Second Boss

Question to Ask the Workplace Doctors about difficult second boss:

I work for a doctors’ lab. The main boss is Cedy and Ken is boss when she is gone. There are 6 techs and we mostly work 2nd shift. (3 techs work a night) We have 7 rooms to the lab and then there are approximately 20 offices with office employees from HR, computer guy, CEO, secretary, billing, etc. The office staff doesn’t have any idea about how a lab is run and about downtime. They think when we are talking and not working, we are goofing around. We have around a 2 hour window between couriers who bring in samples from offices where we have dinner, chat, etc. Office staff has been seen down the hall listening to our chats. They have told the CEO we are not working a lot and why can’t they fire us and just have MA’s do our job?

Cedy asked me to pick up extra hours (I am part time) when she and another tech were going on vacation for a week. I agreed and she put it on the schedule. The first night the computer on one machine went down. We tried to contact the computer guy but he didn’t take our call. We called Ken, who was also out of the office, and left him a message. He did return the call and said call the computer guy. The computer guy returned our call later said he would call us back about the computer. There was no problem doing the other work we had to do. I went to the kitchen and heard voices in the conference room so I asked a secretary if Ken was there. She said, “No, he was here earlier.” I said okay, we have a problem with a computer. Eventually we had to call the computer guy and he admitted he forgot about the computer and over the phone he was able to get access to our computer and fixed in about 2 min. The next day Ken is mad and says what happened last night. I said the computer went down. He says, “I told you to call the computer guy.” I said, “We did but he didn’t do anything and we waited 3 hours and called him again. He forgot about us but he got it working.” Then Ken says, “Why did you tell the secretary you had a problem in the lab?”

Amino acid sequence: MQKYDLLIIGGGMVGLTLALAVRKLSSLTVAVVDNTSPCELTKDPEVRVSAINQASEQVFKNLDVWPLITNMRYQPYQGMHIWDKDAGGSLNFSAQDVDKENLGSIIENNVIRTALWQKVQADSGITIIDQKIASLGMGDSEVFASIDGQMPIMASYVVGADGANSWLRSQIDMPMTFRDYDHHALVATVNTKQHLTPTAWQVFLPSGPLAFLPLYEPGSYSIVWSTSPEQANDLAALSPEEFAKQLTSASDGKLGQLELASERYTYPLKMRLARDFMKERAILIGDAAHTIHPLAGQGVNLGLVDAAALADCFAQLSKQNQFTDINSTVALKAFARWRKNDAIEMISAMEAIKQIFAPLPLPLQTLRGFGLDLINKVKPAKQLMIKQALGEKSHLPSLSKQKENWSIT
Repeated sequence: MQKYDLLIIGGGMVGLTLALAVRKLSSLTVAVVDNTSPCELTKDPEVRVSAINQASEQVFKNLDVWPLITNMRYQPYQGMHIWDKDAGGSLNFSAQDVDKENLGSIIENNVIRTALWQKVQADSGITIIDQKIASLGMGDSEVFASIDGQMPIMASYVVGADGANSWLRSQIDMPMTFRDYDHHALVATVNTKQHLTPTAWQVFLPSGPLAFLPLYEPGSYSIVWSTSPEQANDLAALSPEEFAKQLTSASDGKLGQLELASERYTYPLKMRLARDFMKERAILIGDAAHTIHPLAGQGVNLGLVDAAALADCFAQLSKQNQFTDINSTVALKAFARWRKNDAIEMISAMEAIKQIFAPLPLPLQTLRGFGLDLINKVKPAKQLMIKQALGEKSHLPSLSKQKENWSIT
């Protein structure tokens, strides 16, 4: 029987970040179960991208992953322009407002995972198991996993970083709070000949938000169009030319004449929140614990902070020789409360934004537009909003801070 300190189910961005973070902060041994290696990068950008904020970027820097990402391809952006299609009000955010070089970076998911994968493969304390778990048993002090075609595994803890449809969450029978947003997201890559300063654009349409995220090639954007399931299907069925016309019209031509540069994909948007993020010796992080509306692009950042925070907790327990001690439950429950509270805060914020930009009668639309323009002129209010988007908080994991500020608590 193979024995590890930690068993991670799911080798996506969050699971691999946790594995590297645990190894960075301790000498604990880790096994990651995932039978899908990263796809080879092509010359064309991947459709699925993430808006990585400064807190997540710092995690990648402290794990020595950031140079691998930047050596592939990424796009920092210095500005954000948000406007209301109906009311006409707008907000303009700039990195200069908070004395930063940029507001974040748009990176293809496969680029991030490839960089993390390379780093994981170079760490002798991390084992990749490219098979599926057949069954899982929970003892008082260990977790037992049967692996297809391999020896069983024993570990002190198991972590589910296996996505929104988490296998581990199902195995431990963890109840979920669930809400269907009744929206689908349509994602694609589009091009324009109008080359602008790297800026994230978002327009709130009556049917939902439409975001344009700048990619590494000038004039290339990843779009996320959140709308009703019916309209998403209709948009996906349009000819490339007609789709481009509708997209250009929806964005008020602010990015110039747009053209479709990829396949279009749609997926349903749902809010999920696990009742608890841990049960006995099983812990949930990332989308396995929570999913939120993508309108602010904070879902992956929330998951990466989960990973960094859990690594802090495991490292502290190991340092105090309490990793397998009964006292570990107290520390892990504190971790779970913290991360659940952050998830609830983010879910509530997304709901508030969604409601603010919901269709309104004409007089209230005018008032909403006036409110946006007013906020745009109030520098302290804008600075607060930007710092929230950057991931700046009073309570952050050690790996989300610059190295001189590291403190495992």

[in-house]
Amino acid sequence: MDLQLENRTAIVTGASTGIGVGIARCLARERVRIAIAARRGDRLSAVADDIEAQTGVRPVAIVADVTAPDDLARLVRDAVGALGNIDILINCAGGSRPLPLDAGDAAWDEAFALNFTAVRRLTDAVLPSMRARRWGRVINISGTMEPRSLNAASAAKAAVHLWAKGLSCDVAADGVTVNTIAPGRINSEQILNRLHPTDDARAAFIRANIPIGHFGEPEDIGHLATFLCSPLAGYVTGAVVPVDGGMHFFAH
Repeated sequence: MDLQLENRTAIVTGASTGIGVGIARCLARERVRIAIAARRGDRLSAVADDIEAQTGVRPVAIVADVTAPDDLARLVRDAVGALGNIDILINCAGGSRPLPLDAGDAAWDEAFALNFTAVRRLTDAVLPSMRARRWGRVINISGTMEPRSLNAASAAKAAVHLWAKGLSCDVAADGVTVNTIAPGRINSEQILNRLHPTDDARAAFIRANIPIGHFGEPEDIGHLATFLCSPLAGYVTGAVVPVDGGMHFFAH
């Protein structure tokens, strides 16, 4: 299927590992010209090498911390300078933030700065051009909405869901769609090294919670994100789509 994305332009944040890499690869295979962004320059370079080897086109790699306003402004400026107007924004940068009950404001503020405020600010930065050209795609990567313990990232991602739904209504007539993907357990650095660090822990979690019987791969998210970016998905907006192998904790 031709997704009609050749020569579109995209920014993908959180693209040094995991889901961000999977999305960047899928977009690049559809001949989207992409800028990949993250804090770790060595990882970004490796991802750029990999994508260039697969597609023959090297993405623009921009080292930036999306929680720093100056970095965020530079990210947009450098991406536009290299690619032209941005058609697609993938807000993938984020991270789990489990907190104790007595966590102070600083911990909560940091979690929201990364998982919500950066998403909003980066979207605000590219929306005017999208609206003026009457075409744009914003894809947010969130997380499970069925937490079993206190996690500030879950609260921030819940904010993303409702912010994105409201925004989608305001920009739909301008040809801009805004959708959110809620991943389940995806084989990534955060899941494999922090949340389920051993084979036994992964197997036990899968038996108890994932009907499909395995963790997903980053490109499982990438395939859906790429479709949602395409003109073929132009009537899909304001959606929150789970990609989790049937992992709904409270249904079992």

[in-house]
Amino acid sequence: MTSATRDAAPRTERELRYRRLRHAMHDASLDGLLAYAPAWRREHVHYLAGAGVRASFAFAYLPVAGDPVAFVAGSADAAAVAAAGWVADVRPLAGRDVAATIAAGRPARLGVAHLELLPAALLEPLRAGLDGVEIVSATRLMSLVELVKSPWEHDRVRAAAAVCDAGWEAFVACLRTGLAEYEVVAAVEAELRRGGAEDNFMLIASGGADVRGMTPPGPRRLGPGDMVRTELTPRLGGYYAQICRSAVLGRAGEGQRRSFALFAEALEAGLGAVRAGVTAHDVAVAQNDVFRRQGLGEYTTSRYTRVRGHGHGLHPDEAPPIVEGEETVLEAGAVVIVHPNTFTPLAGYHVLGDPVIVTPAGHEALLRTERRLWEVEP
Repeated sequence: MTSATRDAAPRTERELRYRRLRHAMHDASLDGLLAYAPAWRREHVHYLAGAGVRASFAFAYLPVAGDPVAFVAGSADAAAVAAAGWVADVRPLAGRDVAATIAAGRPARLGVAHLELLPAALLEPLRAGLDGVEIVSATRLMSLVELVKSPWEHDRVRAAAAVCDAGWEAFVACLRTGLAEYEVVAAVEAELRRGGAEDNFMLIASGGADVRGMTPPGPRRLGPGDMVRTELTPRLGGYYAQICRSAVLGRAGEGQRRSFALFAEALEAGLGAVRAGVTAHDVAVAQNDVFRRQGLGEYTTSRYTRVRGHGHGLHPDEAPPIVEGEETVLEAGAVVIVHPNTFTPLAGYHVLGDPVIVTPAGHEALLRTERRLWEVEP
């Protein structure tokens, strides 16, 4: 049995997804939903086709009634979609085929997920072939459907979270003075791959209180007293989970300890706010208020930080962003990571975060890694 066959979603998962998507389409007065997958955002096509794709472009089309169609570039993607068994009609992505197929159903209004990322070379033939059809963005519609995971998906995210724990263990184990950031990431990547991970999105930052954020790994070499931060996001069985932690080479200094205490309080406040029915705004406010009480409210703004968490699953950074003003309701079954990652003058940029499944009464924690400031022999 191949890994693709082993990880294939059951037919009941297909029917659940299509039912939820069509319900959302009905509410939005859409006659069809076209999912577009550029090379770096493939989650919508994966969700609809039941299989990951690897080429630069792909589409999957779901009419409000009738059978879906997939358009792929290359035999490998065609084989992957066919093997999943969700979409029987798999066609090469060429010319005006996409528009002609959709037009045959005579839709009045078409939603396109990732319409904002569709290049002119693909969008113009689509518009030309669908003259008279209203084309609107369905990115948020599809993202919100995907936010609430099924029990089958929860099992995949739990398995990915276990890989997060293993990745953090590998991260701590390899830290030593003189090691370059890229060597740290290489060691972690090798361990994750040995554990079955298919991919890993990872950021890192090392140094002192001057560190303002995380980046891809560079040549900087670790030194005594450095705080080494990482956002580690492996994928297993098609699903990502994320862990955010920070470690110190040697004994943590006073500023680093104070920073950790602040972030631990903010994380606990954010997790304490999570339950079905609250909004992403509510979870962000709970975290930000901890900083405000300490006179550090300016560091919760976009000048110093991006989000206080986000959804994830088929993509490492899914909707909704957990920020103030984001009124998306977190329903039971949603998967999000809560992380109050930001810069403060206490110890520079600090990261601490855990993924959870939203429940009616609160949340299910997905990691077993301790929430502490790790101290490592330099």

I said, “I just asked if you were in the meeting and she said no. I said we had a computer problem.” He says, “She told everyone how you were saying nothing could be done in the lab without a working computer and how the techs can’t do anything without me here.” I said, “That is not true and you know how they exaggerate and lie.” He says, “Yes they do but you gave them ammunition to do it.” Then he says everyone knew he was going to be gone all afternoon and you and the other tech were only to come in early on Mon. I said,” No one knew you were going to be gone. Your light was on and door open. I asked other people if you were coming back (we thought he was at lunch) and no one knew anything.” He said, “Don’t come in Wed at all and don’t come in early the rest of the week.” I said, “No, Cedy called me into her office when she was working on the schedule and it’s on the schedule for me to come in early on my days off and work.” (It takes a few hours to get the machines up and running). He says, “No, only Mon. and I don’t want you or the other tech coming in early.” Of course he never told the other tech this when I was there. I did catch the other tech before he came in the door and told him what happened in the hall. I know when Cedy returns she will get an earful from Ken and he will not be totally honest with her about what happened. We are a small lab and don’t have enough techs to cover when someone wants off. I have picked up extra hours when I can but after this I don’t want to work extra hours. But I know if I don’t, then if I want off, I could be told no. I know I will never get an apology from Ken nor will I say much to him anymore unless I have to.

We have had a few other run-ins over the last year so our work relationship hasn’t been easy. On top of this, we all rotate working Sat. Ken will make “mistakes” and it’s not accidental either. I mentioned it to Cedy a while ago when I first saw what he did but nothing has changed and he continues to make mistakes. I don’t say anything since his initials are on the work. How do I handle this? I am so upset about how he treated me and didn’t even ask the other tech what happened until I left. We need to talk to each other but I am going to try and not say much anymore, do my work and keep to myself. My bosses have had no complaints about my work and I get good evaluations but then Cedy gives everyone a good evaluation, even one coworker who calls in or is a no show about 2 or 3 times a month.